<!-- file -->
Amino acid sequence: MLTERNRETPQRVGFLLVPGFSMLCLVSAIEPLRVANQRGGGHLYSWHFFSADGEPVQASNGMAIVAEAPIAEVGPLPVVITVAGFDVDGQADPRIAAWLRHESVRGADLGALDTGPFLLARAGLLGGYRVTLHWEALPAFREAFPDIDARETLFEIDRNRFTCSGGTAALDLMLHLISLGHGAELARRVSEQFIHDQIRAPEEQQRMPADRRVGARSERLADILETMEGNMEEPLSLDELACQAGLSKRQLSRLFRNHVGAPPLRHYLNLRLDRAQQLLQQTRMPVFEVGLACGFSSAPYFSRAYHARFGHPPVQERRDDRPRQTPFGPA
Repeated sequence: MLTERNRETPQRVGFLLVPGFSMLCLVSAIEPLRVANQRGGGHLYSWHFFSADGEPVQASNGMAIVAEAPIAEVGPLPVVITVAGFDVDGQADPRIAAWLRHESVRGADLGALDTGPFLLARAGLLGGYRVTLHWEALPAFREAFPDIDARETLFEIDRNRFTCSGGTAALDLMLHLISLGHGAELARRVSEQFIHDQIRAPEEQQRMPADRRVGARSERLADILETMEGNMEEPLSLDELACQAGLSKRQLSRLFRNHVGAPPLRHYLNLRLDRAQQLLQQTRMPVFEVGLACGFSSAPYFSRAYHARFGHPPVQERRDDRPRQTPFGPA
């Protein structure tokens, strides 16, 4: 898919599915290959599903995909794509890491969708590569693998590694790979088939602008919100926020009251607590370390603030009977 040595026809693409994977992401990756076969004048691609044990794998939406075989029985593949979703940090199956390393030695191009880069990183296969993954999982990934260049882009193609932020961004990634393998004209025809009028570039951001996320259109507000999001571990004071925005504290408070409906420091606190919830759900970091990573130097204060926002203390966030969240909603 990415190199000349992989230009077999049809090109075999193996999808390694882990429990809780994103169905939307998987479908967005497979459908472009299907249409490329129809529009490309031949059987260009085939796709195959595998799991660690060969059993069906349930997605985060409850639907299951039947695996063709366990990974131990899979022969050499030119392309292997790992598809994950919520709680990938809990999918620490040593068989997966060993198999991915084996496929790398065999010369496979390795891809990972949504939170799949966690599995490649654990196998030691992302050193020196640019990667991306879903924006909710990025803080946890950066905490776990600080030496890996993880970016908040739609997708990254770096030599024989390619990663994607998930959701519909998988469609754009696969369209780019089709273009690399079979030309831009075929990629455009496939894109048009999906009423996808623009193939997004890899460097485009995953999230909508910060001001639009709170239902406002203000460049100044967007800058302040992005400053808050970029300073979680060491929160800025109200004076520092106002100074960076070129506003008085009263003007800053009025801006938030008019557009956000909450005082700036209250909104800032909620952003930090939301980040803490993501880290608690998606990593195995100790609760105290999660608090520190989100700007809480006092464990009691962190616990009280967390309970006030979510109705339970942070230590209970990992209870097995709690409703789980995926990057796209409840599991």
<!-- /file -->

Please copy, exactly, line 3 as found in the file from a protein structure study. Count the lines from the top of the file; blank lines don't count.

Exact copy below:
């Protein structure tokens, strides 16, 4: 898919599915290959599903995909794509890491969708590569693998590694790979088939602008919100926020009251607590370390603030009977 040595026809693409994977992401990756076969004048691609044990794998939406075989029985593949979703940090199956390393030695191009880069990183296969993954999982990934260049882009193609932020961004990634393998004209025809009028570039951001996320259109507000999001571990004071925005504290408070409906420091606190919830759900970091990573130097204060926002203390966030969240909603 990415190199000349992989230009077999049809090109075999193996999808390694882990429990809780994103169905939307998987479908967005497979459908472009299907249409490329129809529009490309031949059987260009085939796709195959595998799991660690060969059993069906349930997605985060409850639907299951039947695996063709366990990974131990899979022969050499030119392309292997790992598809994950919520709680990938809990999918620490040593068989997966060993198999991915084996496929790398065999010369496979390795891809990972949504939170799949966690599995490649654990196998030691992302050193020196640019990667991306879903924006909710990025803080946890950066905490776990600080030496890996993880970016908040739609997708990254770096030599024989390619990663994607998930959701519909998988469609754009696969369209780019089709273009690399079979030309831009075929990629455009496939894109048009999906009423996808623009193939997004890899460097485009995953999230909508910060001001639009709170239902406002203000460049100044967007800058302040992005400053808050970029300073979680060491929160800025109200004076520092106002100074960076070129506003008085009263003007800053009025801006938030008019557009956000909450005082700036209250909104800032909620952003930090939301980040803490993501880290608690998606990593195995100790609760105290999660608090520190989100700007809480006092464990009691962190616990009280967390309970006030979510109705339970942070230590209970990992209870097995709690409703789980995926990057796209409840599991």